On the relevance of recounting recent mass shootings: “Does the dissent think that laws like New York’s prevent or deter such atrocities?  Will a person bent on carrying out a mass shooting be stopped if he knows that it is illegal to carry a handgun outside the home?”

(He points out the obvious: the New York law was in place when the Buffalo mass shooter committed his crime last month.  That law didn’t stop him.)

On the relevance of suicides by gun: “Does the dissent think that… people [with guns at home] will be deterred from shooting themselves if they cannot lawfully take them outside?”

Perhaps most tellingly, Alito answers Breyer’s stats about the 400 million guns already in private hands in America: “And while the dissent seemingly thinks that the ubiquity of guns and our country’s high level of gun violence provide reasons for sustaining the New York law, the dissent appears not to understand that it is these very facts that cause law-abiding citizens to feel the need to carry a gun for self-defense.”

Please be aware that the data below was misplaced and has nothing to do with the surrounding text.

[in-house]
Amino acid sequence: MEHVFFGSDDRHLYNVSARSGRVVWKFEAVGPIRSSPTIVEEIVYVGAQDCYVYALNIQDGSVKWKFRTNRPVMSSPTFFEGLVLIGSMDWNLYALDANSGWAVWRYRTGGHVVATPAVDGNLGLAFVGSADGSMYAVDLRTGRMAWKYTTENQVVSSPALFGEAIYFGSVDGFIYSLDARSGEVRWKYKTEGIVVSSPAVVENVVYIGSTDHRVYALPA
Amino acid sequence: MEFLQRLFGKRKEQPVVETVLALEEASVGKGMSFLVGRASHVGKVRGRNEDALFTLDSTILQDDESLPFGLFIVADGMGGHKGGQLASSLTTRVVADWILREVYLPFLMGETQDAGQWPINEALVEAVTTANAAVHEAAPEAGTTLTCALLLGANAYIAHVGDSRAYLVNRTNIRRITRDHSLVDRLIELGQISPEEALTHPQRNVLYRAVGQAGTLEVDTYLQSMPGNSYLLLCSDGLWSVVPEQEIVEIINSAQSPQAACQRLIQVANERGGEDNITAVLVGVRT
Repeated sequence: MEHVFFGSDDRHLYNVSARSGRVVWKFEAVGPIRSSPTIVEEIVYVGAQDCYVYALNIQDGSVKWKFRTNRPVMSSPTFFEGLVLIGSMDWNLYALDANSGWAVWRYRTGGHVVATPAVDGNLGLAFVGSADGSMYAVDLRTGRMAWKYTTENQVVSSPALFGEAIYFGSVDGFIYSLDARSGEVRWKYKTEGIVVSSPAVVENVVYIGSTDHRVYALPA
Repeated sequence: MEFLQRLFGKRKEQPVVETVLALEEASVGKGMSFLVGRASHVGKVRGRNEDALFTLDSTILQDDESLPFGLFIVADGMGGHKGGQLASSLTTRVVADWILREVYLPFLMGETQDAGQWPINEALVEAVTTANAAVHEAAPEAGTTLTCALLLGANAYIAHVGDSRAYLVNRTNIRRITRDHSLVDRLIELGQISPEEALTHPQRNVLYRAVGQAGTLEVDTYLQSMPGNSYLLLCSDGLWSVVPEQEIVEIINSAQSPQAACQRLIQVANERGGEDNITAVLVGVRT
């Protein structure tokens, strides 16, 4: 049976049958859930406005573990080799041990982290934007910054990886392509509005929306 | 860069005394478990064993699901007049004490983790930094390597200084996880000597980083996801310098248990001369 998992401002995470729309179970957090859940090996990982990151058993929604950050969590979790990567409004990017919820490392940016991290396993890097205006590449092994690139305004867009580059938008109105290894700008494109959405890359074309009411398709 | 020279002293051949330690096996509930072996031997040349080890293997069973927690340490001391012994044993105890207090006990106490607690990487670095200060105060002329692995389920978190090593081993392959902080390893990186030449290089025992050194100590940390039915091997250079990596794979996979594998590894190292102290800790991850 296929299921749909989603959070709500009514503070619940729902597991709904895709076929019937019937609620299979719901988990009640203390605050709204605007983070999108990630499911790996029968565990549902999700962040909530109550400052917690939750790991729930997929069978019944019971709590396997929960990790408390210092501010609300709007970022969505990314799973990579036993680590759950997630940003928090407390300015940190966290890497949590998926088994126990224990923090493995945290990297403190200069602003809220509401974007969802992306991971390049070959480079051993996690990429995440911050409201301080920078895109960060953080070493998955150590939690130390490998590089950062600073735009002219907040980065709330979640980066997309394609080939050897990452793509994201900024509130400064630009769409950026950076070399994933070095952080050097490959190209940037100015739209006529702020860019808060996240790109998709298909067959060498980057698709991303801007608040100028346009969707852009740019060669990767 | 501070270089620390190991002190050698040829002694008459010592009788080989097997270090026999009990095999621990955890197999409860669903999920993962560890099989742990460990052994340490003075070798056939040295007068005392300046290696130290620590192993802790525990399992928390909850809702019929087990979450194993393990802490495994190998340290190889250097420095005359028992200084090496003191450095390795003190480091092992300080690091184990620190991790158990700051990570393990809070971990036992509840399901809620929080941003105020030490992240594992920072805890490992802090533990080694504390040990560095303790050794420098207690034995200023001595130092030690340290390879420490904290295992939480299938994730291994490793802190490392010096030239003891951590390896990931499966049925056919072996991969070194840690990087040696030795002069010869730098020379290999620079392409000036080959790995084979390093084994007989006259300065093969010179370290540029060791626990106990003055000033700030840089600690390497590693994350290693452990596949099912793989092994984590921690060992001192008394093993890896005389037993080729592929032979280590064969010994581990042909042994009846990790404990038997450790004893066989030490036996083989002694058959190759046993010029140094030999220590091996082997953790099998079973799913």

Yes!  New York’s law doesn’t keep violent criminals from possessing the tons of guns they have now – it only makes sure that law abiding citizens are prevented from defending themselves against those criminals.

Would-be gun grabbers – both the well-intentioned and the power-hungry Machiavellians – often rely on emotional anecdotes.  They cite the victims in Uvalde and Buffalo and Columbine, as if disarming law abiding citizens would have saved any of them.

Alito demonstrates that anecdotal evidence works both ways, by citing equally moving anecdotes on the other side.  He points to the story of two gay guys in Arkansas who were charged by 4 gay bashers with bats and pipes, and who drove them off by firing a shot in the air. 

He follows that with the story of a woman who was being beaten and strangled in a parking lot in Tennessee, but was rescued by a citizen with a gun, who held the woman-beater at gun-point until the cops arrived and arrested him.